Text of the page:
Edinburgh's Old Town is far from an easy place to explore today, with its narrows closes and wynds running down the often steep inclines of the rock on which the city is built, and cut through with long, steep staircases and treacherous cobbles (actually called setts) underfoot.
But in times past the city would have been even trickier to negotiate, with the lanes often being far narrower than they are today, few areas that were paved, and - worst of all - open sewers running along almost every surface...
Pity the unfortunate high status person who had need to visit this part of town! For those who were to the manor (or, later, New Town) born, the dirty, overcrowded and dangerous city was a threat not just to their health, but to the cleanliness of their clothes.
Thus, on 19 October, 1687 the city's first formal taxi service was proposed. Alexander Hay, a carpenter, had constructed six sedan chairs - padded seats enclosed in a wooden compartment, mounted on two wooden poles - which could be carried between the shoulders of two footmen, for the purpose of transporting those who could afford his service through the areas of the city not accessible by coach and/or horse.
Hay applied to the council for a monopoly to run this service exclusively, and was granted the right to operate his sedan chairs without competition for a period of 11 years. For just 7 Scots shillings per hour travellers could use the taxi service to travel along any of the lanes and alleys between Edinburgh Castle and Holyrood. Travel outwith the limits of the city, beyond the Old Town, was by a price to be negotiated on pick-up.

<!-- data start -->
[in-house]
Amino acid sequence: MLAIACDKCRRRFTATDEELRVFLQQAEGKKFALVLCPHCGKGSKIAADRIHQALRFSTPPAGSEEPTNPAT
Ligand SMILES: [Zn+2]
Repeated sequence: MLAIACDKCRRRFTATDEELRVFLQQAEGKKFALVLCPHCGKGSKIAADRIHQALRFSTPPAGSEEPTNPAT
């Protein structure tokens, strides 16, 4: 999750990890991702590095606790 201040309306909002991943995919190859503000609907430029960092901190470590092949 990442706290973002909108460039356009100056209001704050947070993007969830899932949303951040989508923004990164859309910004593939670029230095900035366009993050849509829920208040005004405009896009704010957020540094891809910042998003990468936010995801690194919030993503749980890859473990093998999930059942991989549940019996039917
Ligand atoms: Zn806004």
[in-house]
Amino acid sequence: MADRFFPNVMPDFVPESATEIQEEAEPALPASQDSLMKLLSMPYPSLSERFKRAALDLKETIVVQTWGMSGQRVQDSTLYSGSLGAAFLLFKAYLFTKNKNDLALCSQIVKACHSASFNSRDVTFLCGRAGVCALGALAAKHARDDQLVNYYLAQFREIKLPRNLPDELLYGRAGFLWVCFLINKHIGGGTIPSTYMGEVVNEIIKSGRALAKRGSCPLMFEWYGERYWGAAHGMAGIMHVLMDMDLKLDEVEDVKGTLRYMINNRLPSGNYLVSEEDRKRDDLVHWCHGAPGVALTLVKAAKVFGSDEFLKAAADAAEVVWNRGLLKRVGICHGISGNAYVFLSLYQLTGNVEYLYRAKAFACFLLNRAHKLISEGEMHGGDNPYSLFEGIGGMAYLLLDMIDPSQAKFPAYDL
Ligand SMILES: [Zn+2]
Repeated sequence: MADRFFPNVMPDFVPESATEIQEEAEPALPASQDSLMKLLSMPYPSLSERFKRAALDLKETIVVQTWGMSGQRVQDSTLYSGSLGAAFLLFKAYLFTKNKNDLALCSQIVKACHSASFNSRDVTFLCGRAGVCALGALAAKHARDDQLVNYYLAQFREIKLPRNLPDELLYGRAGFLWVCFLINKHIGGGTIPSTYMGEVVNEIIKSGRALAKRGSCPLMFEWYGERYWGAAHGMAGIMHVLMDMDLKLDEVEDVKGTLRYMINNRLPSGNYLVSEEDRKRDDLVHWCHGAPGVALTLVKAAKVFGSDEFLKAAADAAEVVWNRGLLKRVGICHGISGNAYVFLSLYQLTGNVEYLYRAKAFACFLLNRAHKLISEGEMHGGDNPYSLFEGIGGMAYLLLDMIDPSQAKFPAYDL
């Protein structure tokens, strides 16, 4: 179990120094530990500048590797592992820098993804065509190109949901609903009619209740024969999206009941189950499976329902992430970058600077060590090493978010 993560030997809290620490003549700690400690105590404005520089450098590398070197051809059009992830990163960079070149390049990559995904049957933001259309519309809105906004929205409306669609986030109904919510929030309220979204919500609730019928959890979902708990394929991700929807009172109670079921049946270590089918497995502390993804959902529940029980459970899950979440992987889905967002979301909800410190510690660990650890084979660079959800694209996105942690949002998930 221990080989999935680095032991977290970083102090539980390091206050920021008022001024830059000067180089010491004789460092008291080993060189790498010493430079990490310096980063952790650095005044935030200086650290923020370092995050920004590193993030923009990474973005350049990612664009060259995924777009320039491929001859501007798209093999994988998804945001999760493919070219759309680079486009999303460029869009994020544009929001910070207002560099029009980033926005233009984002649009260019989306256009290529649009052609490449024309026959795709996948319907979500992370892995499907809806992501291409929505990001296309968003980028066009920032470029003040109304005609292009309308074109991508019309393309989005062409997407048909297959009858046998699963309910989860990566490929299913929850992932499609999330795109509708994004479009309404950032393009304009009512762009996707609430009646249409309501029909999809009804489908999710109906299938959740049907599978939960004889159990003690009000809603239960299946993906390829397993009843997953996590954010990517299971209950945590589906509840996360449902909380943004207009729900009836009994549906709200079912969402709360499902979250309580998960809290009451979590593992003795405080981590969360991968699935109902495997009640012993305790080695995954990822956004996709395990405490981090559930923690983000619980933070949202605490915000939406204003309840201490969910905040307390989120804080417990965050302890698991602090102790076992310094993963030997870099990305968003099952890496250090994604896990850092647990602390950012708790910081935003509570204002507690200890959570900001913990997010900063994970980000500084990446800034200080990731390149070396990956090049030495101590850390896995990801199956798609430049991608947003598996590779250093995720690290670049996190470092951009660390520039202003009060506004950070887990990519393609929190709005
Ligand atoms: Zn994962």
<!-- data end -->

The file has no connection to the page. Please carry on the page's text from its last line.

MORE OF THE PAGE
The sedan chairs had to be stored overnight in sheds around the city, and Tweeddale Court, near the World's End, still has one of the buildings which served this purpose.
The unassuming looking stone structure on the right of the alley as you go into the lane from the Royal Mile is the last surviving sedan chair storage shed in Edinburgh and is (some claim) the smallest protected structure in the city.
Today the only sedan chairs you're likely to see on the streets of Edinburgh can be found on the sign for the Museum of Edinburgh on Canongate, where the red-liveried jackets of the footmen carrying the sedan chair give an indication of how strikingly colourful this method of transport would have been.
Following Alexander Hay's death, his widow made an application to Edinburgh council in 1700 to extend the monopoly her husband held on operating the service. Her petition was granted, allowing her to continue drawing income from the business, in order to pay for the support and education of her children.
I can't offer tours of Edinburgh in sedan chairs, but my walking tours will help you explore the lanes and alleys of the city's Old Town!
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